I wanted to write about the Gardiner brothers for St Patrick’s Day – what better way to help celebrate Irish culture than with a column about two brothers, both Irish dancing champions, whose pandemic videos made them TikTok stars?
But since they’re both performing on the postponed US leg of Riverdance’s 25th anniversary tour, they’ve been pretty busy in the days leading up to St. Pat’s.
So I’m writing about them now because A) every day is a good day to write about the Gardiner brothers and B) we all need a break from the 94th Oscars and they were far from it.
They danced to Will Smith’s “Getting Jiggy Wit It” – how on earth could two men who really know how to jiggy resist? – but that was in January.
This is just one of more than 500 videos of Michael, 26, and Matthew, 23, Irish dancing to an amazing array of songs they’ve posted since the COVID-19 lockdowns began. Pop and rock icons like Queen, U2, the Bee Gees and Kool & the Gang have received the Gardiner treatment as the two continue their efforts to expand what people think of when they think of Irish dance.
“Irish dance is always changing – [Michael] Flatley changed it by using his arms,” says Michael, referring to the original male lead and co-creator of the record-breaking “Riverdance,” who changed the worldview of the art form after debuting during the 1994 Eurovision Song Contest break.
“We wanted to show what you can do with Irish dance,” adds Matthew. “From a young age we danced to modern music, albeit not at a high level.”
What they can do is almost everything. With traditional steps and surprisingly small portable dance boards, they perform on country and city streets exuding a controlled exuberance, their aviator goggles belied by the joyful work of their feet and the nimble rhythm of their steps. If you need a “timeline cleanup,” just search “gardiner brothers.”
A video of them dancing to Michael Jackson’s “Smooth Criminal” went viral in 2011, but it was during the pandemic that videos of split-second dances to popular and traditional music brought the brothers social media fame. When the separate Riverdance tours they were performing on were cancelled, the brothers returned to the family home in County Galway.
“We had to keep fit,” says Matthew. “But with all dance schools closed, we also wanted to keep children interested and continue to promote Irish culture.”
They started looking for good songs to dance to and interesting locations to film; the first was much easier than the second.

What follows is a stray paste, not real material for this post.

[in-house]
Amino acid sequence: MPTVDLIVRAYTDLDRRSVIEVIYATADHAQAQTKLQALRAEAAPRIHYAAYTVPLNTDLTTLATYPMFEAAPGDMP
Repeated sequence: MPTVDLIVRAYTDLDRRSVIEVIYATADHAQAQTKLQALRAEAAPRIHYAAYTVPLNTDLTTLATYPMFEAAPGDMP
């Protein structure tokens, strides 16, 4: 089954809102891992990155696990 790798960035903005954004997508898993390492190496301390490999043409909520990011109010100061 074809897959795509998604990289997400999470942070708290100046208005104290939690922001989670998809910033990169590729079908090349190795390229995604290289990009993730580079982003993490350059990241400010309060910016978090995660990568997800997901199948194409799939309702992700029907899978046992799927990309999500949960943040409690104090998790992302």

“Ireland had one of the strictest lockdowns; We couldn’t go beyond 2K [kilometers] our house,” says Michael. “One time we were trying to get to a place that was 3km away – we were like, ‘Ah, it’s only 3km. You won’t notice’ – and the Garda [police] turned us around. We tried to explain that we are dancers but I don’t think they believed us. They probably thought, ‘That’s the craziest excuse yet.’”
As the closures eased, the brothers were able to venture further and further. Their trickiest shoot, they say, was on Tawin Island in Galway Bay, where they were constantly interrupted by traffic and buffeted by the wind. It took two hours to shoot a 30-second video, they said, but it was so scenic that it’s become the location of some of their most popular posts, including Queen’s “Another One Bites the Dust” and ABBA’s “Gimme! Give me! Give me!”.
Born in Colorado to Irish parents, the pair began dancing when, as in the song “Chorus Line,” her sister took dance classes. Michael noticed there were boys in the class so he followed, and Matthew soon followed. When the family moved back to County Galway, the boys, aged 11 and 7, enrolled at the Hession School of Irish Dance and began a career of competition and performing. In 2015, they made history by winning the world championships in their respective age groups.
In addition to her dance career, Michael is an architect and Matthew is an engineer. “So we can dance at your wedding and then build you a house,” says Michael.
But since their posts on TikTok, where they have 2 million followers, and Instagram (643,000) took off, they’ve focused on their dance careers, including a brand collaboration venture, dancing in spots for local businesses, as well as McDonald’s and Red Bull. They recently posted a video of the two dancing to Hall & Oates’ You Make My Dreams while reading Don Winslow’s latest novel, City on Fire.
“We also want to financially push what you can do with Irish dance,” says Matthew.
“We want other dancers to see that you can make a living from it,” says Michael. “Even if you’re not in Riverdance.”
You’re on Riverdance, of course, dancing for the first time on the same tour. Despite the western leg being canceled earlier this year due to COVID-19, they have performed the show that ushered Irish culture into the modern age in the Midwest and along the East Coast.
“We travel by bus and have a great system,” says Michael. “I’m lying on four seats and Matthew is sleeping on the floor.”
They still make time for videos though; As part of a recent post, the two danced in front of the Gateway Arch in St. Louis, and they shot several videos in Washington, DC
“We danced in front of the Martin Luther King Jr. Memorial, and it was pretty early, but there were a couple of boats,” says Matthew. “And suddenly we hear someone shouting, ‘Are you the Gardiner brothers?’ from across the water. So that was pretty awesome.”